Limiting Conditions: Are they really effective in protecting against lawsuits?

Many appraisers assume that the use of limiting conditions will protect them from lawsuits. This is a dangerous presumption. Courts often view the standard clauses as meaningless language that is buried in the contract and not approved or understood by the client. The law looks upon any type of limiting conditions or disclaimers with disfavor.

We are not advocating that you eliminate limiting conditions from your reports. Rather, we recommend that you incorporate a few simple steps to increase the effectiveness of these clauses.

First and foremost, the proposed limiting conditions should be discussed with the prospective client prior to accepting the assignment. Evidence that you negotiated the inclusion or exclusion of certain conditions with your client 'Nill be extremely valuable in the event those conditions are later challenged.

The final clauses should be a separate document from the completed appraisal report and should be presented to the client prior to the submission of the report. Any questions or concerns should be discussed and resolved at that time.

Lastly, you should require the client to sign the final limiting conditions to attest that he/she has received and accepted its contents.

To illustrate, we can look at two limiting conditions found in most appraisal reports:

Limiting Condition #1

"The appraiser assumes that there are no hidden or unapparent conditions of the property, subsoil, or structures, which would render it more or less valuable. The appraiser assumes no responsibility for such conditions, or for engineering which might be required to discover such factors."

This common clause has proven to be ineffective in court. Actual claims de against appraisers have included failure to discover and disclose extensive termite infestation , failure to detect a drainage and moisture problem which resulted in extensive mold and mildew, and failure to note the presence of a sump pump on the property.

These are just a few of the many claims filed against appraisers for the alleged failure to discover and disclose hidden or apparent defects and conditions of the subject property. The presence of a limiting condition such as the one quoted above would probably not release an appraiser from potential liability.

Rather than merely relying on the standard clause quoted above, you might consider rafting and negotiating an additional condition with your client. For example, consider the following language:

"It is assumed that there are no structural defects hidden by floor or wall coverings or any other hidden or unapparent conditions of the property; that all mechanical equipment and appliances are in good working condition; and that all electrical components and the roofing are in good condition.

If the client has any questions regarding these items, it is the client's responsibility to order the appropriate inspections. The appraiser does not have the skill or expertise needed to make such inspections. The appraiser assume no responsibility for these items."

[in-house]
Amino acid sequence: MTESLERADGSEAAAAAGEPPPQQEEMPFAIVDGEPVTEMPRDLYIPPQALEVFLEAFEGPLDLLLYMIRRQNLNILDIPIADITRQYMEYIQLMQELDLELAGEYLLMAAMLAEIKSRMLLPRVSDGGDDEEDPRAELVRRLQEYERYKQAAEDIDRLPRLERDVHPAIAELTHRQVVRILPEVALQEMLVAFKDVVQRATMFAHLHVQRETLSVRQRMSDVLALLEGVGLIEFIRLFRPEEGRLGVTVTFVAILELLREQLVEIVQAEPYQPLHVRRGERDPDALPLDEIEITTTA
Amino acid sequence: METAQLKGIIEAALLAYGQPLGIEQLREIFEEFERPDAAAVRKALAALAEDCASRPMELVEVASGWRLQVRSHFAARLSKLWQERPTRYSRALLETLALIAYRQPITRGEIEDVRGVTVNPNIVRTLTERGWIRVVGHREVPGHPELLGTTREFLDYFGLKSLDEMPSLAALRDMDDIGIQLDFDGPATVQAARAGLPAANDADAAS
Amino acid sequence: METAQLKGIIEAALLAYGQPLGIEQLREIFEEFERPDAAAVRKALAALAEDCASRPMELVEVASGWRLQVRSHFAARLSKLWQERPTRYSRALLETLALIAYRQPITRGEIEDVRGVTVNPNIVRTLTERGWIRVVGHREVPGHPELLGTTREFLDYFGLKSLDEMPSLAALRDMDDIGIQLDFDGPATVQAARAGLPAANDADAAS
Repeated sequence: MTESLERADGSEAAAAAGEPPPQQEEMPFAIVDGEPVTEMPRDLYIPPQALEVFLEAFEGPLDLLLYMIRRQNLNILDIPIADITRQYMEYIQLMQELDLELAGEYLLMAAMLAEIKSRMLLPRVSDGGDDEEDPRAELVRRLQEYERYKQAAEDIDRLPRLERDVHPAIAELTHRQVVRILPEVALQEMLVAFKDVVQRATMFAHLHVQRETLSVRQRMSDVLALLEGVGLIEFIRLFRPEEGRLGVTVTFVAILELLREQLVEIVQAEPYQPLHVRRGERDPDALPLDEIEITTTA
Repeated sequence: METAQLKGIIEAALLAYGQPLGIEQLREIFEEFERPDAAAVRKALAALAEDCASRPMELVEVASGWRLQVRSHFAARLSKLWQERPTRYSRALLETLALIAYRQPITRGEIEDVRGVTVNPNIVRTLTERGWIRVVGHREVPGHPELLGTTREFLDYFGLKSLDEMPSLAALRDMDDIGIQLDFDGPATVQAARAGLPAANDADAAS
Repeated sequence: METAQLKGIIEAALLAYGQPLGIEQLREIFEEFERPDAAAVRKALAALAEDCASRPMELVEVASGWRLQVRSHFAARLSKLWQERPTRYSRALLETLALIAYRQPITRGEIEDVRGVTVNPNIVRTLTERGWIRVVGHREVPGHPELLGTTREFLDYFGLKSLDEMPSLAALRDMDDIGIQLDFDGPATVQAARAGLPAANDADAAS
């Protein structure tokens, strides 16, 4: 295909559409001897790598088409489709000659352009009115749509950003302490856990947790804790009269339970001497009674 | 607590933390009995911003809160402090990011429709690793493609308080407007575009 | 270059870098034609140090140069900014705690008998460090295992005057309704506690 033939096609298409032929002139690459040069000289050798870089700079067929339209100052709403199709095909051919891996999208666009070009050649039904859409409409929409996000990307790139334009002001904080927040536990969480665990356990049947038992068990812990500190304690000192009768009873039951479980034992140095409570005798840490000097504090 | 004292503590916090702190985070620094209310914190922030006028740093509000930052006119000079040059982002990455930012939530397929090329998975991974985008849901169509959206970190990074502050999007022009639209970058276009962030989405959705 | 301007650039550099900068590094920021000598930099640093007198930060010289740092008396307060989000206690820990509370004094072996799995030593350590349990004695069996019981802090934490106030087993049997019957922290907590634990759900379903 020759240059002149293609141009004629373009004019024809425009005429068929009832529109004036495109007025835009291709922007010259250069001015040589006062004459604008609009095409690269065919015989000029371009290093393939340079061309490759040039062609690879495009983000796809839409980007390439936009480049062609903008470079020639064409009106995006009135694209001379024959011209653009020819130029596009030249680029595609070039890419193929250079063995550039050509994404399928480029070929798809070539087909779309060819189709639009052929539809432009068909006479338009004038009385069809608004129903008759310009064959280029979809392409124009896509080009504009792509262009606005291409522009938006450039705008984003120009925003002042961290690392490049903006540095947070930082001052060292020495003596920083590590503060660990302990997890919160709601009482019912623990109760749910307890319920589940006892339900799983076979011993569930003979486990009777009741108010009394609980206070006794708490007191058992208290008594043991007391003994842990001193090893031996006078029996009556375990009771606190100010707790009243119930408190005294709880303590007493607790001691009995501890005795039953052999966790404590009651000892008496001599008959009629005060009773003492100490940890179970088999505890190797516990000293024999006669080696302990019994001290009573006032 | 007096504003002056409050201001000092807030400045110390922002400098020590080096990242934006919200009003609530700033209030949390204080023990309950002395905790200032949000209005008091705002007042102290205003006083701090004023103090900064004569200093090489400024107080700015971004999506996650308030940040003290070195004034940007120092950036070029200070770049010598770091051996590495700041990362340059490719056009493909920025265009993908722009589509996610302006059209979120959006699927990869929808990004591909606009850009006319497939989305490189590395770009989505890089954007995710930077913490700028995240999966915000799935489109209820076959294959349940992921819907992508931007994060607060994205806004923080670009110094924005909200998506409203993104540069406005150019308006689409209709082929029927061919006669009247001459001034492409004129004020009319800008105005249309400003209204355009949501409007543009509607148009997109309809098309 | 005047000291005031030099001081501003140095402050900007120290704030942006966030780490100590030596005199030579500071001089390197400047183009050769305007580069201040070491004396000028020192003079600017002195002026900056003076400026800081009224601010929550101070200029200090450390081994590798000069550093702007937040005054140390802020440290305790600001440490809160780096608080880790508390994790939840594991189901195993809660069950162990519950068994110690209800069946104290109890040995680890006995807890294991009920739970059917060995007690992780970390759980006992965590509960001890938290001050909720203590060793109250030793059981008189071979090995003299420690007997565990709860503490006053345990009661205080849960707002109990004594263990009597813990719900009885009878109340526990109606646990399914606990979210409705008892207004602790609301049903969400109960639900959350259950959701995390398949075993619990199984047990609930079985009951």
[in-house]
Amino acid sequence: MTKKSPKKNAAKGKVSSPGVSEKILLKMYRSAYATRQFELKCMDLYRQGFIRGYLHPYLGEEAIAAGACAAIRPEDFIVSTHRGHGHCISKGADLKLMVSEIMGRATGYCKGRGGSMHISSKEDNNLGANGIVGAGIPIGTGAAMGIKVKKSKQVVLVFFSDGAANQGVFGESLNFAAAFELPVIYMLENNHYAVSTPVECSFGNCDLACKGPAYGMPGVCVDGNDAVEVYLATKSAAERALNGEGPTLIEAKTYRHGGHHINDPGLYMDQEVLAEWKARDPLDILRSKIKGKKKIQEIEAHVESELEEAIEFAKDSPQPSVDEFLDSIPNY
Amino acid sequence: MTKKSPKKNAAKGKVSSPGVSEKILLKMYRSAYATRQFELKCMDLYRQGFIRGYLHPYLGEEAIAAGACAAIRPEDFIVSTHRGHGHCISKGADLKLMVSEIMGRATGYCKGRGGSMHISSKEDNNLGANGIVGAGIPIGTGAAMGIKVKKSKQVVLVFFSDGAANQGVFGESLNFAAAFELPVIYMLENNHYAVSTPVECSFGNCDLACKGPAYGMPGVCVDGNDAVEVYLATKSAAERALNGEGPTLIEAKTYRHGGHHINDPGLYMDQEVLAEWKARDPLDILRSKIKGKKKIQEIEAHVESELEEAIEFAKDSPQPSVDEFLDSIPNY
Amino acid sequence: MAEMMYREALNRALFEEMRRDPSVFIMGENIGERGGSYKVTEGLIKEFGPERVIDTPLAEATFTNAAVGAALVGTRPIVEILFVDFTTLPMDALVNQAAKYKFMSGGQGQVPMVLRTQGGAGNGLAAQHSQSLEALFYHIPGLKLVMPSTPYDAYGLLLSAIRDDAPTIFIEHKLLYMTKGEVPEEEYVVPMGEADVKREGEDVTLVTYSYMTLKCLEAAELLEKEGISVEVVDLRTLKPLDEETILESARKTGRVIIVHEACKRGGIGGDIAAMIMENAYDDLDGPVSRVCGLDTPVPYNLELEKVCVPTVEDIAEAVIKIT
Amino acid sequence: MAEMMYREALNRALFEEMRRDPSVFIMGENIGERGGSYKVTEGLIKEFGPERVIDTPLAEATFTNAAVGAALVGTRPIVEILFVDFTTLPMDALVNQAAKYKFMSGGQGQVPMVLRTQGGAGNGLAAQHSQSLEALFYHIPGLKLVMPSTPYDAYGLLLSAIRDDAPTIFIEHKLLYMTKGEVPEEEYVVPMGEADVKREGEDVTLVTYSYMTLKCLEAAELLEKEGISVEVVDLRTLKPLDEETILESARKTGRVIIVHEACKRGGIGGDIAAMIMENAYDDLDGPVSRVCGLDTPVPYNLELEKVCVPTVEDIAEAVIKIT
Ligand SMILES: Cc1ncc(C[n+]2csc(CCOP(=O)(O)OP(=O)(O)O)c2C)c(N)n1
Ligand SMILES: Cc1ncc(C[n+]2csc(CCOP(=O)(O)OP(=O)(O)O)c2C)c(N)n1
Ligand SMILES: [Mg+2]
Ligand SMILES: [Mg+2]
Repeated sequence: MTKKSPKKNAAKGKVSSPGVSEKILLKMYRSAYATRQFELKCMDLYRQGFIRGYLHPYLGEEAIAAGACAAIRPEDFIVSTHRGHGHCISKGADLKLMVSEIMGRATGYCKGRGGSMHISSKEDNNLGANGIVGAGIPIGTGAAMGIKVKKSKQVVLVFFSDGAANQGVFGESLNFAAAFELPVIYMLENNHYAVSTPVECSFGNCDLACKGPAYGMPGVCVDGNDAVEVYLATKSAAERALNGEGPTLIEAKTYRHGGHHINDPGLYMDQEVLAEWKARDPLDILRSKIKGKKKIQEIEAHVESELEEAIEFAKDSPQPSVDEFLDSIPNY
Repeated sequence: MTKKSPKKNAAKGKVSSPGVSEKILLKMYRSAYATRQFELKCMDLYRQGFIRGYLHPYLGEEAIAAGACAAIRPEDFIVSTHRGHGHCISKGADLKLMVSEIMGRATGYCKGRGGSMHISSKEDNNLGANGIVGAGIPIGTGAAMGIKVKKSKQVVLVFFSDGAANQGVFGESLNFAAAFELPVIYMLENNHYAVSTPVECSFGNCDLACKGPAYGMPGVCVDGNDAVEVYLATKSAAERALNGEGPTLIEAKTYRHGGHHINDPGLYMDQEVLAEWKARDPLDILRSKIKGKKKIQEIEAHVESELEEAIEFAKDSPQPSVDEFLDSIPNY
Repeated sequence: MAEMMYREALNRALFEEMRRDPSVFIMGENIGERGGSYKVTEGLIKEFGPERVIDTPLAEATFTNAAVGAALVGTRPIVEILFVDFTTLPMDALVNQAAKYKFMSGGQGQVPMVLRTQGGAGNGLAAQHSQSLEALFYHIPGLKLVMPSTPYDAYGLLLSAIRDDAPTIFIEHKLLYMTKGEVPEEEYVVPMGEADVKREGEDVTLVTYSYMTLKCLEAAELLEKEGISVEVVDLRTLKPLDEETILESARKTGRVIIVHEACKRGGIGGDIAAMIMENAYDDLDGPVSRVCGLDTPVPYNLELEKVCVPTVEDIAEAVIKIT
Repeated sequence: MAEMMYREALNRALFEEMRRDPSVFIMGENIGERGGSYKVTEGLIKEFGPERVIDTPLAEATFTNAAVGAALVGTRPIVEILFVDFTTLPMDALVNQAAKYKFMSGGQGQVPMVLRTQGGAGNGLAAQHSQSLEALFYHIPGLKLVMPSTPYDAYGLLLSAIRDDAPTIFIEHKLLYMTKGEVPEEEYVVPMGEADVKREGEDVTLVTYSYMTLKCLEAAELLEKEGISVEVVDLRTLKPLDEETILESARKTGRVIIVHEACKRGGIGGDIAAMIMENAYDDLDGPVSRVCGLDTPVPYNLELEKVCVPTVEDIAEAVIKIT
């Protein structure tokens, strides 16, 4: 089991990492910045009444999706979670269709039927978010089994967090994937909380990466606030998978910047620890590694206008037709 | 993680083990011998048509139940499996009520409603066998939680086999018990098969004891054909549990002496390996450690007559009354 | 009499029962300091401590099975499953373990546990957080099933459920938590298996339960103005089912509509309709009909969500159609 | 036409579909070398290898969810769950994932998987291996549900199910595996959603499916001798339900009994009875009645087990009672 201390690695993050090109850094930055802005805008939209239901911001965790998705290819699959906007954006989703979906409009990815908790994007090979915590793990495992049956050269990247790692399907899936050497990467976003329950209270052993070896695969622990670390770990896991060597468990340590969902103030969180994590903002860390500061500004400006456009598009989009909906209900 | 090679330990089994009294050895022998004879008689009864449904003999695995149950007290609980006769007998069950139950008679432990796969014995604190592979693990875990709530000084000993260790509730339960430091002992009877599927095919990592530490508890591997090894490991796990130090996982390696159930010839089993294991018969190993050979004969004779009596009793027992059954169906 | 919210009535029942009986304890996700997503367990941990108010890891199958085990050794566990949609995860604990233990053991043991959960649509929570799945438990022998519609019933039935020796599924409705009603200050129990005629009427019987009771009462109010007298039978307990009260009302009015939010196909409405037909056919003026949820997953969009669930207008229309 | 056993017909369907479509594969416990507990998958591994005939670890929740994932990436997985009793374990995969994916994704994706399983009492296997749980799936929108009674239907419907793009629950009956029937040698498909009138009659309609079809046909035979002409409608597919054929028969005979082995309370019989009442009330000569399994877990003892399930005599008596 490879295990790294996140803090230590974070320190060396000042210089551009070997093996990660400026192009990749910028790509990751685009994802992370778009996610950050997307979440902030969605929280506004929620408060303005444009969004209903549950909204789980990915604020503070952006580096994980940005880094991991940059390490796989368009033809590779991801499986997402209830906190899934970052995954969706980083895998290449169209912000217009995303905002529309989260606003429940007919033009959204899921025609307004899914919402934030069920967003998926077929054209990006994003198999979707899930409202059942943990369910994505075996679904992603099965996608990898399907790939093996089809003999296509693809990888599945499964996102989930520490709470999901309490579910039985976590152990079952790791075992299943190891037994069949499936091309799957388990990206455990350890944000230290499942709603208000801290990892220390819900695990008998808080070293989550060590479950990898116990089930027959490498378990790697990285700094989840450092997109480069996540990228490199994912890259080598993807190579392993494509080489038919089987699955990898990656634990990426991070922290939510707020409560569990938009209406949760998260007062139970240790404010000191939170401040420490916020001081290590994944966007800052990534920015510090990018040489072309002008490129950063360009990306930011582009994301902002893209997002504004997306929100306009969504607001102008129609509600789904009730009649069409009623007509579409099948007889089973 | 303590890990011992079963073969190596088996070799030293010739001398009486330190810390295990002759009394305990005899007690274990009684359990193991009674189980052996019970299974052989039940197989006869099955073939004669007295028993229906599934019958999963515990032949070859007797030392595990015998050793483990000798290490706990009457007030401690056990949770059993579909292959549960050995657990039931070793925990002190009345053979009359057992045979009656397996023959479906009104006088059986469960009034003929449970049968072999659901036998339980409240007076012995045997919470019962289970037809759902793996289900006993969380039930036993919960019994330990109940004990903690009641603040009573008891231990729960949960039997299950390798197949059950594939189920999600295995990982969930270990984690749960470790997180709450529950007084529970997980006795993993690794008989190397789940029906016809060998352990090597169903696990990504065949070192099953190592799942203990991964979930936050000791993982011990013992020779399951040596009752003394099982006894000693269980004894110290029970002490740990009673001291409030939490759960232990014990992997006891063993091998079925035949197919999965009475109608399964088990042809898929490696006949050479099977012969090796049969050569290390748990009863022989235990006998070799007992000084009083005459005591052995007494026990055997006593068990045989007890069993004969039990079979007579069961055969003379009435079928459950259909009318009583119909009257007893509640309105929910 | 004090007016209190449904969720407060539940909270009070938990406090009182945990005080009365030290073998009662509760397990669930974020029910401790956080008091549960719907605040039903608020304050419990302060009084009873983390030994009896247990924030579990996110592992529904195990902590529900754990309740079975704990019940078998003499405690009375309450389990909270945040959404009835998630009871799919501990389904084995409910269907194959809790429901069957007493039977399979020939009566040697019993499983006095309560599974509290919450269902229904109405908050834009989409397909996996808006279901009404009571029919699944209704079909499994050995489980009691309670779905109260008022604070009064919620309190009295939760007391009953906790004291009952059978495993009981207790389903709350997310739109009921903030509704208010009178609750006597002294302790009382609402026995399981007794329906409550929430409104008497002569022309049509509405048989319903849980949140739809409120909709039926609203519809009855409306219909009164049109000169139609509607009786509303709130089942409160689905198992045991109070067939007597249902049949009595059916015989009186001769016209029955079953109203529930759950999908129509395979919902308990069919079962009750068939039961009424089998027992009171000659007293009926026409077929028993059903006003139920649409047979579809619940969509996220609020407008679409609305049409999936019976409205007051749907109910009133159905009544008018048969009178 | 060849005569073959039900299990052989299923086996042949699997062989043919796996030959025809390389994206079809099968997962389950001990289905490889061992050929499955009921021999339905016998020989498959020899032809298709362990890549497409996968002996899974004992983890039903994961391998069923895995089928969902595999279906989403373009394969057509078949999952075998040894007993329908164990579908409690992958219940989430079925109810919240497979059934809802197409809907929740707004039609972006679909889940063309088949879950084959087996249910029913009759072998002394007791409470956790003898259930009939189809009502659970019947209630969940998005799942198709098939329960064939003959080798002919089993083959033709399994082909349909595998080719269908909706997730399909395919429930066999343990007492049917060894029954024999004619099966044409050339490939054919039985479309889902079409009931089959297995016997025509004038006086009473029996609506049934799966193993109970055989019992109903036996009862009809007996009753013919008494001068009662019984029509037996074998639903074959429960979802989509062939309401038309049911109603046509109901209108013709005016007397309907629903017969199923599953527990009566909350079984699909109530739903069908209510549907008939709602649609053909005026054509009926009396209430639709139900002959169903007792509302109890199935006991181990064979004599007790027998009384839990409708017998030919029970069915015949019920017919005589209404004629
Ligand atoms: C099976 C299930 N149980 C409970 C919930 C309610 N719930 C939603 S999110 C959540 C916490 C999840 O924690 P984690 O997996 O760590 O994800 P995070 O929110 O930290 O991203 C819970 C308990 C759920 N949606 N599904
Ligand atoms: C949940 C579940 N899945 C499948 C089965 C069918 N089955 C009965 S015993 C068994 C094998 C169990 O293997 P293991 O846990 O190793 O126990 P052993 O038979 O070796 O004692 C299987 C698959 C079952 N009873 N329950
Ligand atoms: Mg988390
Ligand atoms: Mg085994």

Negotiating such wording, discussing the same with your client and having the client sign off on the condition will be far more valuable to you than presenting the routine language of Limiting Condition # 1 to the court.

Take, for example, another limiting condition which has been seen and utilized by almost every Appraiser:

Limiting Condition #2

"It is assumed that the rental income information supplied by is accurate. The appraiser assumes no responsibility for independently verifying this information. If the client has any question regarding this information, it is the client's responsibility to seek whatever independent verification is deemed necessary."

Negligence claims against appraisers alleging failure to confirm easily verifiable in rmation are among the claims most frequently made against appraisers. In one case, an appraiser was sued for failure to verify rental income figures that were supplied to him by the realtors. Another appraiser was sued because his report was based upon allegedly inaccurate comparable sales figures which were provided by the builder/seller.

Rather than depending on the standard verbiage quoted above, you might consider negotiating language similar to the following:

"It is assumed that the rental income information supplied by is accurate. The appraiser assumes no responsibility for independently verifying this information. If the client has any question regarding this information, it is the client's responsibility to seek whatever independent verification is deemed necessary."

The language used in our two suggested conditions cannot be guaranteed to relieve an appraiser of any liability and we are not recommending its usage in any report. However, evidence that negotiated language was discussed with the client and that the client signed off on the clause attesting to his/her receipt and acceptance of the same will certainly benefit the appraiser's case. In addition, it may make the client think twice before filing a lawsuit.

Don't take Limiting Conditions for granted. Don't assume that their presence at the back of a report will protect you from a lawsuit. The appraisers that were sued in the cases mentioned above learned that lesson too late.

Copyright 1991. LIA Administrators and Insurance Services. All rights reserved.